Who knew plump pumpkins would be key to fighting crime?
A Durban community has beaten back the bad guys with garden forks and spades
Fed-up with criminals using a tract of land as an escape route after committing their dodgy deeds, a community in Durban is fighting back with garden forks and spades.
But instead of going after the criminals — who’ve left the western Durban suburb of Pinetown, especially school children, constantly fearful — in mob justice style, the community has gone after the land itself, converting it from a plot of crime into a 38m patch of plump pumpkins, cabbages and cucumbers.
Not only is crime down, the vegetables grown there are given to the needy in the area. The veggie patch also serves as a training ground for aspirant small-scale farmers.
Over the past three years the once-vacant land, situated in Leeds Crescent in the vicinity of Pinetown Boys’ High, became a hotspot for criminals who preyed mainly on pupils walking by.
“At first walking through here was unsafe. We walk up and down this road and we have been targeted by muggers. They’d come out of the bushes and attack us and steal our valuables,” said Lele Ngcobo, a matric pupil who uses the area as a short cut to the local taxi rank.Ngcobo said that since the start of the green patch initiative in February, there has been a marked improvement in safety.
“There are less suspicious people walking around,” he said.
Another pupil, Thokozani Ndimande, chimed in: “This is very helpful because it will help the environment and keep the criminals away.”
Andreas Mathios, of the local neighbourhood watch, said there had no reports of muggings since the garden initiative started.
“The last report came just after Christmas last year,” said Mathios.
A Pinetown police captain, Leon Matthysen, applauded the initiative.
“We appreciate the community’s contribution to the fight against crime. That bushy area is used by school kids as a short cut and now it is safer for them”.Resident and caretaker of the patch, Reggie Alexander, spearheaded the initiative. He has since roped in others in the area to tend to the crops at what is called “Eden Restored”.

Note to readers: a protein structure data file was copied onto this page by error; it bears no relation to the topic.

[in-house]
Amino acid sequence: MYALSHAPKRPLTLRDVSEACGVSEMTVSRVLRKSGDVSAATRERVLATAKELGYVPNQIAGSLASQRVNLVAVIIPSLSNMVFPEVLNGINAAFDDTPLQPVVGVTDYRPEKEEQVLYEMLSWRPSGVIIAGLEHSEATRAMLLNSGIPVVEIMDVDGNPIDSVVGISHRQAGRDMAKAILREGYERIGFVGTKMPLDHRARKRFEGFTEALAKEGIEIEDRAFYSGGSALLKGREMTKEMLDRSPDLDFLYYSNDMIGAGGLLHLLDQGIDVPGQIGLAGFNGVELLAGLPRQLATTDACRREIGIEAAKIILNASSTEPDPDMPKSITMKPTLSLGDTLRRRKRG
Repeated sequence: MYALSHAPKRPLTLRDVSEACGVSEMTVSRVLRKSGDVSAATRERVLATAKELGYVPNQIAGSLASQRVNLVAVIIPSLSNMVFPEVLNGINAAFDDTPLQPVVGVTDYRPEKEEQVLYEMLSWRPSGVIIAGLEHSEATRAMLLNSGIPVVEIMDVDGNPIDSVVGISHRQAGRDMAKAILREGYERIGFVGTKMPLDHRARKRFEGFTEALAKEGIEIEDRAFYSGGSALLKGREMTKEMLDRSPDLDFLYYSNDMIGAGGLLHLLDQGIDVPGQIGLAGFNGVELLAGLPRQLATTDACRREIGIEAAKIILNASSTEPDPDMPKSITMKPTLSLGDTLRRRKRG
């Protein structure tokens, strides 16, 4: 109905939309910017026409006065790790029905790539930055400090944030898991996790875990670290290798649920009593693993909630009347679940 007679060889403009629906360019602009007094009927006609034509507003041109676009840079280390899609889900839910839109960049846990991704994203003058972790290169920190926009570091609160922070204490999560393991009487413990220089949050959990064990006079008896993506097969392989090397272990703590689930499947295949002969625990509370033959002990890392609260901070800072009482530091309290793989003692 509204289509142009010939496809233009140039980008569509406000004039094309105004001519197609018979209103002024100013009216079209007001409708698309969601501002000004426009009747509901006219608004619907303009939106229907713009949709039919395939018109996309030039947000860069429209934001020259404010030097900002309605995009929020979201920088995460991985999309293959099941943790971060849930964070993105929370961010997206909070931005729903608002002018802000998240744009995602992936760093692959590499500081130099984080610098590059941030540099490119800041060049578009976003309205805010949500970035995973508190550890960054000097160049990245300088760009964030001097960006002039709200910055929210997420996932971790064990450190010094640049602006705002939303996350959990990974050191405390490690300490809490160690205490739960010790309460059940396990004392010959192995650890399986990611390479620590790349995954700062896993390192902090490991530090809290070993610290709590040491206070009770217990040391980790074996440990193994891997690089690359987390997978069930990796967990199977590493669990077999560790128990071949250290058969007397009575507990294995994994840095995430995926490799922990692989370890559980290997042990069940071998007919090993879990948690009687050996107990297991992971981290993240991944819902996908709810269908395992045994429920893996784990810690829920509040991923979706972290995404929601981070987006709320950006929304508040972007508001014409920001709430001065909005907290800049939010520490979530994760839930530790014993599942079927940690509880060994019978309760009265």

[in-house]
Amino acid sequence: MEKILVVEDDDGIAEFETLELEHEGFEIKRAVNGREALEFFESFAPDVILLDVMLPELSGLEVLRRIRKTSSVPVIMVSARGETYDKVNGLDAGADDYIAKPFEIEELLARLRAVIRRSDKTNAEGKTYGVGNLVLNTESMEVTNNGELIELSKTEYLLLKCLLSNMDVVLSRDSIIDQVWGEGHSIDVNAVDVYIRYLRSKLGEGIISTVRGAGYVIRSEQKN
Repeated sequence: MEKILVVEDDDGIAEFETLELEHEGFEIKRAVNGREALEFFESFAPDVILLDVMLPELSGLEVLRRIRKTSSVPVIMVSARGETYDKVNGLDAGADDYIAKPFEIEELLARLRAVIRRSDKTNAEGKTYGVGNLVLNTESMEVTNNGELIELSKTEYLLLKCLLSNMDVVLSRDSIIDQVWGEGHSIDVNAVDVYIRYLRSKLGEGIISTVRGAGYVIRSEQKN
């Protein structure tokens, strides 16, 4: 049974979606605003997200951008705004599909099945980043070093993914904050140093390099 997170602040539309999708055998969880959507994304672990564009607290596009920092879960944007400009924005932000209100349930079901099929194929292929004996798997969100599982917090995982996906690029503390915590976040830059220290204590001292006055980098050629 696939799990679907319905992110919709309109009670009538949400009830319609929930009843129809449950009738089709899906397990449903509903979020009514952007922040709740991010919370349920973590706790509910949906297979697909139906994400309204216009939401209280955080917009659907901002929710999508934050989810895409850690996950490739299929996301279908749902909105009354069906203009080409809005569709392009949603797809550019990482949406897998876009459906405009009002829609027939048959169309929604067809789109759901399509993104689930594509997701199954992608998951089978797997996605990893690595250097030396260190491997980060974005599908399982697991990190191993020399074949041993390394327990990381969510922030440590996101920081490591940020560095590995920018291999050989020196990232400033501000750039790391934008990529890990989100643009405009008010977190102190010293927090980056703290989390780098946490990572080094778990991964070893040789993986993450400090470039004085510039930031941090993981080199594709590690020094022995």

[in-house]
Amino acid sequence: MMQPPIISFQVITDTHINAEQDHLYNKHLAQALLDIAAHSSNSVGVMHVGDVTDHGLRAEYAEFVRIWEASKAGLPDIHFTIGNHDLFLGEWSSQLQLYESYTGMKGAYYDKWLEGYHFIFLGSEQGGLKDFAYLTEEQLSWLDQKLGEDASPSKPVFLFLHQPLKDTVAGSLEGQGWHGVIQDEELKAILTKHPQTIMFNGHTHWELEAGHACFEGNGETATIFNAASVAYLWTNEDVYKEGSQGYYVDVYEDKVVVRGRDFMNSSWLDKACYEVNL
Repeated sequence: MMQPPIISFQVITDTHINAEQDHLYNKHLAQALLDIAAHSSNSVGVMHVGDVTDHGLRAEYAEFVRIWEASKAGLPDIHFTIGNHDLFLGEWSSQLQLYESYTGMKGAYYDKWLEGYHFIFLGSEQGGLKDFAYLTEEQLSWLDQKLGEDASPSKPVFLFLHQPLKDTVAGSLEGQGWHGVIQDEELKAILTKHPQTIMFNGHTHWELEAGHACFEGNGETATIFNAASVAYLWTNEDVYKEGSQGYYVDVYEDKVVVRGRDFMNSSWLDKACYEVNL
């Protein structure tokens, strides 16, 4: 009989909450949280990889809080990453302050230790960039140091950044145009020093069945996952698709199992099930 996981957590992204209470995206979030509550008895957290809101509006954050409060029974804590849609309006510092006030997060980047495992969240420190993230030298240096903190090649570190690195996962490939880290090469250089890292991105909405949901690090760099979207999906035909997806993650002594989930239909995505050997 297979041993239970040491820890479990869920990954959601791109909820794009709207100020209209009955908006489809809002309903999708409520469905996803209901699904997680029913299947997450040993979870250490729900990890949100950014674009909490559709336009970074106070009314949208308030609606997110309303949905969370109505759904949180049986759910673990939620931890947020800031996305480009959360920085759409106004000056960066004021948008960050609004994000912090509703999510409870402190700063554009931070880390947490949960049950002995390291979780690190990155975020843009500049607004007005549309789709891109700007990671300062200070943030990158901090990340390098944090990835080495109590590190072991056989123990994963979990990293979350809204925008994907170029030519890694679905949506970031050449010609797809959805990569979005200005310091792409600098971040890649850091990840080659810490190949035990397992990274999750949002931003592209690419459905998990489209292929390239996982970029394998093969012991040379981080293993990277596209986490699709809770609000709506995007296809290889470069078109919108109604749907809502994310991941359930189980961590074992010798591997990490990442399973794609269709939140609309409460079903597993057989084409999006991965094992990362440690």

The bushy land was cleared to give pupils a “safe passage”, he said.
But Alexander also realised the garden had more benefits for the community.
“We are teaching people how to grow vegetables, but more importantly teaching them how to teach other people.
“It’s breaking dependency. People don’t have to be reliant on, or resort to, stealing in order to feed themselves and their families and it also beautifies the area,” said Alexander.53-year-old Bekithemba Maphumulo – a part-time plumber – loves tilling the earth and seeing his vegetables grow.
“We as black people believe that in order to live we need to live in towns. We are prepared to take the knowledge we gain here back to where we live, so that people can start believing that you can live through the soil.”
Thembinkosi Ngcobo, head of the eThekwini Municipality’s parks and recreation department, is impressed.
“We welcome any community action that not only beautifies the community but also has an educational value. Where possible, the department always tries to work with communities in such initiatives,” he added.
Ngcobo said that this was not the first time a community has taken a piece of barren land and revamped it.
A few years ago a man in Umlazi, south of Durban, had done something similar by planting trees and flowers at a disused park, which has since been revamped by the city.